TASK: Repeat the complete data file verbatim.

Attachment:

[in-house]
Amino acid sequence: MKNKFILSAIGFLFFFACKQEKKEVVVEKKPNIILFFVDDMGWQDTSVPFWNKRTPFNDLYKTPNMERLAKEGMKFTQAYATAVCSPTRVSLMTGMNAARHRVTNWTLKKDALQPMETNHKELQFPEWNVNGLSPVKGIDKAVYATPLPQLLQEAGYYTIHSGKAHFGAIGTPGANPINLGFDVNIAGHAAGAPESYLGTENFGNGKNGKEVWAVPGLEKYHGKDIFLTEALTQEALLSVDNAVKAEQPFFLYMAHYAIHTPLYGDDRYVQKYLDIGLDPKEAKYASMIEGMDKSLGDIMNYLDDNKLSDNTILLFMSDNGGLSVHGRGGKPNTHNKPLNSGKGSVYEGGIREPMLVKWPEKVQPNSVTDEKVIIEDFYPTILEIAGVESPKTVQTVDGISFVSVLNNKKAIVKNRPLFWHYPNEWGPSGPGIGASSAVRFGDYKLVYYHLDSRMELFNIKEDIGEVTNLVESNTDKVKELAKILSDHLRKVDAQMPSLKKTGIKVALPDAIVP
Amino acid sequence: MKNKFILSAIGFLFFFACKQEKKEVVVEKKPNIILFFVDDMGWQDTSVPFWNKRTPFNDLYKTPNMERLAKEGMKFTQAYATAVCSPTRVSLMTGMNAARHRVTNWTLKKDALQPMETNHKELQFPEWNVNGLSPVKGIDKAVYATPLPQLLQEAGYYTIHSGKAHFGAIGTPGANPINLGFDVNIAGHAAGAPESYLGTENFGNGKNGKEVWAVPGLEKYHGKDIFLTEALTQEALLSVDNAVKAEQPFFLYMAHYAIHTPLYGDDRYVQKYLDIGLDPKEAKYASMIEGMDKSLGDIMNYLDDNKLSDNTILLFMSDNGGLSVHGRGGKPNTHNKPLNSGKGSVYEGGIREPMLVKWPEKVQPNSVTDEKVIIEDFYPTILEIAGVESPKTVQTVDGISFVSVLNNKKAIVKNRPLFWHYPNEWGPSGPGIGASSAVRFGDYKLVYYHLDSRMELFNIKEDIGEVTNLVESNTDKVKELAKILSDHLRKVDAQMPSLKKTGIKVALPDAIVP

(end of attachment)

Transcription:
[in-house]
Amino acid sequence: MKNKFILSAIGFLFFFACKQEKKEVVVEKKPNIILFFVDDMGWQDTSVPFWNKRTPFNDLYKTPNMERLAKEGMKFTQAYATAVCSPTRVSLMTGMNAARHRVTNWTLKKDALQPMETNHKELQFPEWNVNGLSPVKGIDKAVYATPLPQLLQEAGYYTIHSGKAHFGAIGTPGANPINLGFDVNIAGHAAGAPESYLGTENFGNGKNGKEVWAVPGLEKYHGKDIFLTEALTQEALLSVDNAVKAEQPFFLYMAHYAIHTPLYGDDRYVQKYLDIGLDPKEAKYASMIEGMDKSLGDIMNYLDDNKLSDNTILLFMSDNGGLSVHGRGGKPNTHNKPLNSGKGSVYEGGIREPMLVKWPEKVQPNSVTDEKVIIEDFYPTILEIAGVESPKTVQTVDGISFVSVLNNKKAIVKNRPLFWHYPNEWGPSGPGIGASSAVRFGDYKLVYYHLDSRMELFNIKEDIGEVTNLVESNTDKVKELAKILSDHLRKVDAQMPSLKKTGIKVALPDAIVP
Amino acid sequence: MKNKFILSAIGFLFFFACKQEKKEVVVEKKPNIILFFVDDMGWQDTSVPFWNKRTPFNDLYKTPNMERLAKEGMKFTQAYATAVCSPTRVSLMTGMNAARHRVTNWTLKKDALQPMETNHKELQFPEWNVNGLSPVKGIDKAVYATPLPQLLQEAGYYTIHSGKAHFGAIGTPGANPINLGFDVNIAGHAAGAPESYLGTENFGNGKNGKEVWAVPGLEKYHGKDIFLTEALTQEALLSVDNAVKAEQPFFLYMAHYAIHTPLYGDDRYVQKYLDIGLDPKEAKYASMIEGMDKSLGDIMNYLDDNKLSDNTILLFMSDNGGLSVHGRGGKPNTHNKPLNSGKGSVYEGGIREPMLVKWPEKVQPNSVTDEKVIIEDFYPTILEIAGVESPKTVQTVDGISFVSVLNNKKAIVKNRPLFWHYPNEWGPSGPGIGASSAVRFGDYKLVYYHLDSRMELFNIKEDIGEVTNLVESNTDKVKELAKILSDHLRKVDAQMPSLKKTGIKVALPDAIVP